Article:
The thumb is responsible for about 50% of all hand function. When the thumb is painful or injured, it becomes very difficult to use the hand. During normal life, we take our thumbs for granted. When the thumb is not working properly, we realize how important it is. There are several causes of thumb pain including: (1) trigger thumb, (2) arthritis, (3) wrist tendonitis, (4) carpal tunnel syndrome, and (5) skier’s thumb. Read below to learn more.
The tendon that bends or flexes the thumb is called the flexor pollicis longus (FPL). If there is swelling or inflammation around the thumb tendon, it will not glide smoothly. Sometimes the tendon gets stuck in the thumb pulley, causing the thumb joint to click, catch, or lock. This is called a trigger thumb. The thumb can be swollen, stiff, and very painful. Treatment includes rest, anti-inflammatory medications, splinting, and steroid injections. Most patients improve without surgery, but if symptoms persist, trigger thumb release surgery is very effective and has low risks.
The human thumb is unique. We can touch the tip to the thumb to the small finger — a function called opposition. Most animals do not have an “opposable” thumb. This gives us the ability to write, use a needle and thread, and use hand tools. The joint at the base of the thumb which allows opposition is called the carpometacarpal joint (CMC). Normal, every day activities can cause wear and tear in the thumb CMC joint. When the joint wears out, it can become inflamed and painful. This process is called osteoarthritis or degenerative joint disease.
Treatment of osteoarthritis is aimed at reducing inflammation. Everyone gets osteoarthritis if they live long enough. So far, doctors have not found a way to prevent osteoarthritis. Wear and tear is part of the normal aging process. However, the symptoms of osteoarthritis can be treated by reducing inflammation in the joint. Ways to reduce inflammation and treat thumb CMC osteoarthritis include topical anti-inflammatory gels, oral medications, adjusting hand activities, using a thumb splint, nutritional supplements, and steroid injections. Turmeric nutritional supplements have gained popularity for use in reducing inflammation in osteoarthritis. These supplements can be purchased over the counter. Most patients improve without surgery. If symptoms persist, thumb CMC surgery can greatly improve quality of life and reduce pain.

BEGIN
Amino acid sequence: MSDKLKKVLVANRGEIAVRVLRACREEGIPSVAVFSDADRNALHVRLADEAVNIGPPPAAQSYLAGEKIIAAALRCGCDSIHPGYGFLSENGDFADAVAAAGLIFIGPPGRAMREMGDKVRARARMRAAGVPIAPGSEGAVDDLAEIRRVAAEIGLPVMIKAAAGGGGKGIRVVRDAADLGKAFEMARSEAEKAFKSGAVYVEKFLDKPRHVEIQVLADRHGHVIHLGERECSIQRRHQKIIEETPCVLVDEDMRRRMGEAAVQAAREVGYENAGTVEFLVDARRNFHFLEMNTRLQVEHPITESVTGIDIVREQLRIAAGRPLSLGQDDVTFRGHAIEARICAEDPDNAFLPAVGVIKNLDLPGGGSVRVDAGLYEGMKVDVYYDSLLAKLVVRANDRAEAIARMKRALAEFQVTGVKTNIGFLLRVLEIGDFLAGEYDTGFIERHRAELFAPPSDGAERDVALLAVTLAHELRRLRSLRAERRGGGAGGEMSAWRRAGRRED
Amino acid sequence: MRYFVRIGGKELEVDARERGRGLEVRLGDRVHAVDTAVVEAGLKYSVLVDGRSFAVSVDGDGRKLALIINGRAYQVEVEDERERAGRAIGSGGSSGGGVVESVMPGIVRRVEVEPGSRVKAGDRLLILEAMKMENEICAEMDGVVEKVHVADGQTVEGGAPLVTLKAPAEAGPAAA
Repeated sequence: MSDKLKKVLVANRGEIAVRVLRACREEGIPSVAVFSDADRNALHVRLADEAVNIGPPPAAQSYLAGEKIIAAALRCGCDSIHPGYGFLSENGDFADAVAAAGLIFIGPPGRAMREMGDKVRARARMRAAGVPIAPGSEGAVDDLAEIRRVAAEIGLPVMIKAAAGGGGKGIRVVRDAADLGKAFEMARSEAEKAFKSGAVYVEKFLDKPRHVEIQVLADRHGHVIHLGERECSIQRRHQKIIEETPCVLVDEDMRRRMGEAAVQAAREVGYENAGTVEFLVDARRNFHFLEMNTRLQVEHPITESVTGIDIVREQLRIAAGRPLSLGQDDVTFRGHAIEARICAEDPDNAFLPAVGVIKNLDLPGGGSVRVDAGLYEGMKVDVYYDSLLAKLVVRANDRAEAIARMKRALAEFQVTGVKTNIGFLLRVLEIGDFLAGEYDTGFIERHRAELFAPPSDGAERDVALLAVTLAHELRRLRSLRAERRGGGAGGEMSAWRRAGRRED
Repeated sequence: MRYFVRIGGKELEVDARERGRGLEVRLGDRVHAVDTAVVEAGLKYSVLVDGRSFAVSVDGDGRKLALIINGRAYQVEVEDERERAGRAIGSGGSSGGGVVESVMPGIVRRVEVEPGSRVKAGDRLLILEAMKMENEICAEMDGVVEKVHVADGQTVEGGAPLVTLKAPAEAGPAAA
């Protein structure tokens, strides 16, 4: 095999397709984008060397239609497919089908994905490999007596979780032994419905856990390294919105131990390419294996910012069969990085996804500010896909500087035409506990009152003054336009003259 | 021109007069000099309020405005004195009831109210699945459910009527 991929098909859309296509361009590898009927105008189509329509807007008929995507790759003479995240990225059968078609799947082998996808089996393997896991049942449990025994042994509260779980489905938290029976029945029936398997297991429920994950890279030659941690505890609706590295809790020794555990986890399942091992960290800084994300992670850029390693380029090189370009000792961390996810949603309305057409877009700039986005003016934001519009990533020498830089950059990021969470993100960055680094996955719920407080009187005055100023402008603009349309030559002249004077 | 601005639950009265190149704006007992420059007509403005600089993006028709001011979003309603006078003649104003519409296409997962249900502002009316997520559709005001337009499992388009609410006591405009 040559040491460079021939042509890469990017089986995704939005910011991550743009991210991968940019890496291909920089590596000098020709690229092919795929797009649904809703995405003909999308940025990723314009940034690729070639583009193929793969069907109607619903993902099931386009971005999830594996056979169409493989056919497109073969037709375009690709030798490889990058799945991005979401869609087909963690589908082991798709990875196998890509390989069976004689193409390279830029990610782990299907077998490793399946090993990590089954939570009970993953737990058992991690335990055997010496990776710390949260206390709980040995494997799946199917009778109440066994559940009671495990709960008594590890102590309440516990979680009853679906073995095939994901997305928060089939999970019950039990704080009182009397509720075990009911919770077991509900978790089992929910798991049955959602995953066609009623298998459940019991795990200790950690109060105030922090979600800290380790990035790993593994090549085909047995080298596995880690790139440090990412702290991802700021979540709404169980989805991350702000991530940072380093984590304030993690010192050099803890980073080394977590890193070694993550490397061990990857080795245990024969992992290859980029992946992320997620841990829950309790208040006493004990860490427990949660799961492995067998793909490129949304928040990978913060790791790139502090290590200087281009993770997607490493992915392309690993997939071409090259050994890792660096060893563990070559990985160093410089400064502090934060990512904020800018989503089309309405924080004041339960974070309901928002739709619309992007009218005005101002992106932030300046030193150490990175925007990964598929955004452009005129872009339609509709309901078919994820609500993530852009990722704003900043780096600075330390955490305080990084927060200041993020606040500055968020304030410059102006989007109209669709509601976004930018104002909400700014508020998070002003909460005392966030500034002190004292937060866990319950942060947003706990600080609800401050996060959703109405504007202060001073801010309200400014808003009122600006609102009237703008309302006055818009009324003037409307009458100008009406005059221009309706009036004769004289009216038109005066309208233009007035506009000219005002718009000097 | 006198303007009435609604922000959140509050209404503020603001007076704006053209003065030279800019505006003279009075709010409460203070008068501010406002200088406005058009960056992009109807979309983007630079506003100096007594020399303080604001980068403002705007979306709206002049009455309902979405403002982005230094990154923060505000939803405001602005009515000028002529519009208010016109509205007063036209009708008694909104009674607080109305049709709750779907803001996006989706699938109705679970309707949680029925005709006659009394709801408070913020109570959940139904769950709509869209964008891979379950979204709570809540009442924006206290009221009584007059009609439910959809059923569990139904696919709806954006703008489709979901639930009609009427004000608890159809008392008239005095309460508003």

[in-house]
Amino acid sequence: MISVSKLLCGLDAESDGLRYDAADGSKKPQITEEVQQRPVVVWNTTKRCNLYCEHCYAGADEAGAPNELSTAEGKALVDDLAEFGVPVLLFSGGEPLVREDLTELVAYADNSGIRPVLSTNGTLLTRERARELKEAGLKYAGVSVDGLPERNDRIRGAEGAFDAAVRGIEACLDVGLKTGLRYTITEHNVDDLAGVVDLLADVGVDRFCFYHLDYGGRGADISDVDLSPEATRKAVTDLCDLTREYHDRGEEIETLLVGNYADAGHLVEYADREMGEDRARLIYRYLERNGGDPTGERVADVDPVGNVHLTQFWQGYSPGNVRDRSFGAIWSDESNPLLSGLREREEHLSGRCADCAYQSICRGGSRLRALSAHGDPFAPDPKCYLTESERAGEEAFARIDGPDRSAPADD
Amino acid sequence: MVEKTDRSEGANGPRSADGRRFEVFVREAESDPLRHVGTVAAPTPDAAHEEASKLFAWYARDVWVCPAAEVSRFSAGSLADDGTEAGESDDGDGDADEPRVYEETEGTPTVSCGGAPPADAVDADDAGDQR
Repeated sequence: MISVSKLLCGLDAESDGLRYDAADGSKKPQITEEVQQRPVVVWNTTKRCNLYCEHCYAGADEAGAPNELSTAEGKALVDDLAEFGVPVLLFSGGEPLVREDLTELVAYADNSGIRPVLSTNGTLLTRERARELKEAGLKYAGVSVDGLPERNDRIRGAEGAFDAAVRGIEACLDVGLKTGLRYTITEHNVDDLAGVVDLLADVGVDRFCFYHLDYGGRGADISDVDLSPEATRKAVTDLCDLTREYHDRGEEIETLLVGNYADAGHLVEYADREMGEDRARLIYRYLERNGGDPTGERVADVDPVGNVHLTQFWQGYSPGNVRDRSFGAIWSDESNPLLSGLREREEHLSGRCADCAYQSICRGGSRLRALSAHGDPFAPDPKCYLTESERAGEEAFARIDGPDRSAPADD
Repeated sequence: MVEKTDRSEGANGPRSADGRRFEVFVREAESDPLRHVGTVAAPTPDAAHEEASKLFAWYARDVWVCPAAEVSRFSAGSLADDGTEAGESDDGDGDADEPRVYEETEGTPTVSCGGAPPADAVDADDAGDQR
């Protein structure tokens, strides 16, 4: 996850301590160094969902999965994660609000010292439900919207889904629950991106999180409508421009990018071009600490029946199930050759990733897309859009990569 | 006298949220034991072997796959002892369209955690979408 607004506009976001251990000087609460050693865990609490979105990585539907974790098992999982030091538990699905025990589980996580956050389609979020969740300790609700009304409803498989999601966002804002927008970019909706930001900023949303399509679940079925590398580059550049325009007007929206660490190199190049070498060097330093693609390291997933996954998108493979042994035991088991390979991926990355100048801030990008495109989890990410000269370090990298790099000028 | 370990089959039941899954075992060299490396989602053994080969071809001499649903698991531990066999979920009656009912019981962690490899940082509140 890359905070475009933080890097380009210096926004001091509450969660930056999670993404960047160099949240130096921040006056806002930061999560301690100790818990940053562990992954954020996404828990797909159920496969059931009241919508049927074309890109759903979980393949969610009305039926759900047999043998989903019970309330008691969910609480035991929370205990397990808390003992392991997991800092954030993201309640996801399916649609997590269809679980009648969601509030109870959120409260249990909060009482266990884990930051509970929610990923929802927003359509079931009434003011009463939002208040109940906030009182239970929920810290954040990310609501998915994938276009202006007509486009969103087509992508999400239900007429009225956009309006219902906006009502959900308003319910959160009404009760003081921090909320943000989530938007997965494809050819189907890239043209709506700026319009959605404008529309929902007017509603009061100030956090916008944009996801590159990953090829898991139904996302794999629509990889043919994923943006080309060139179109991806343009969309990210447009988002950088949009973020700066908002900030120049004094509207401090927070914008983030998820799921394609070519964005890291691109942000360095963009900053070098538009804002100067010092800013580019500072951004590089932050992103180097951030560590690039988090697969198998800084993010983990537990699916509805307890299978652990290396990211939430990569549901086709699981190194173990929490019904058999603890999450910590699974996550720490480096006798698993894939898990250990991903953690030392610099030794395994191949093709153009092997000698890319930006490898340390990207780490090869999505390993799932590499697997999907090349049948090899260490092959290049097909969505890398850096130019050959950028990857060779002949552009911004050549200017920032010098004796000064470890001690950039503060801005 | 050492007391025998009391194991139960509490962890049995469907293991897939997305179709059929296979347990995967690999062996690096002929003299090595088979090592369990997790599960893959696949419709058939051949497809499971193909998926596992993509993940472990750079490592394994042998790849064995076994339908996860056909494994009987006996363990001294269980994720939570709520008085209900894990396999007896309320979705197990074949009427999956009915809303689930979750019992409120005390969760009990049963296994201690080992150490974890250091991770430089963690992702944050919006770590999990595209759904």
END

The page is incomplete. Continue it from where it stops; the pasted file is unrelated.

The tendons that lift the thumb up are prone to tendonitis in the wrist. These tendons travel through a tight compartment on the thumb side of the wrist. If there is friction on the tendons, they can become inflamed and very painful. This is classic in young mothers, and is sometimes called mommy’s thumb. Treatment of DeQuervain’s includes thumb/wrist splinting, anti-inflammatory medications, hand therapy, and steroid injections. DeQuervain’s release surgery is sometimes necessary to resolve this condition.
Carpal tunnel syndrome
Carpal tunnel syndrome is a type of pinched nerve. When this nerve is pinched, it causes numbness and tingling in the thumb, index, middle, and/or ring fingers. Some patients feel electric shock sensations or burning pain in their thumbs. Treatment for most patients include wearing a wrist brace at night, stretching exercises, hand therapy, and steroid injections. Carpal tunnel surgery is very effective for most patients if non-operative treatment is not successful or if nerve compression is severe.
Trauma to the thumb is common. During a fall, most people land on an outstretched hand to brace themselves. Unfortunately the ligaments in the thumb can become injured in this way. The ulnar collateral ligament (UCL) of the thumb is vulnerable to tearing as the thumb is bent backwards and to the side. If this ligament does not heal properly, patients can have pain and weakness with pinch tasks. For most minor sprains of the thumb, temporary immobilization in a splint or cast is successful to allow healing. If the ulnar collateral ligament is fully torn, however, surgery is usually recommended to fix the injury. Hand therapy is usually helpful during the recovery process.
If you have an injury to your hand or thumb, or pain which does not go away with conservative treatment, make an appointment with a hand specialist to get an accurate diagnosis and good treatment plan. If you live in the Raleigh, North Carolina area, Dr. Erickson and his team at Raleigh Hand to Shoulder Center are here to help.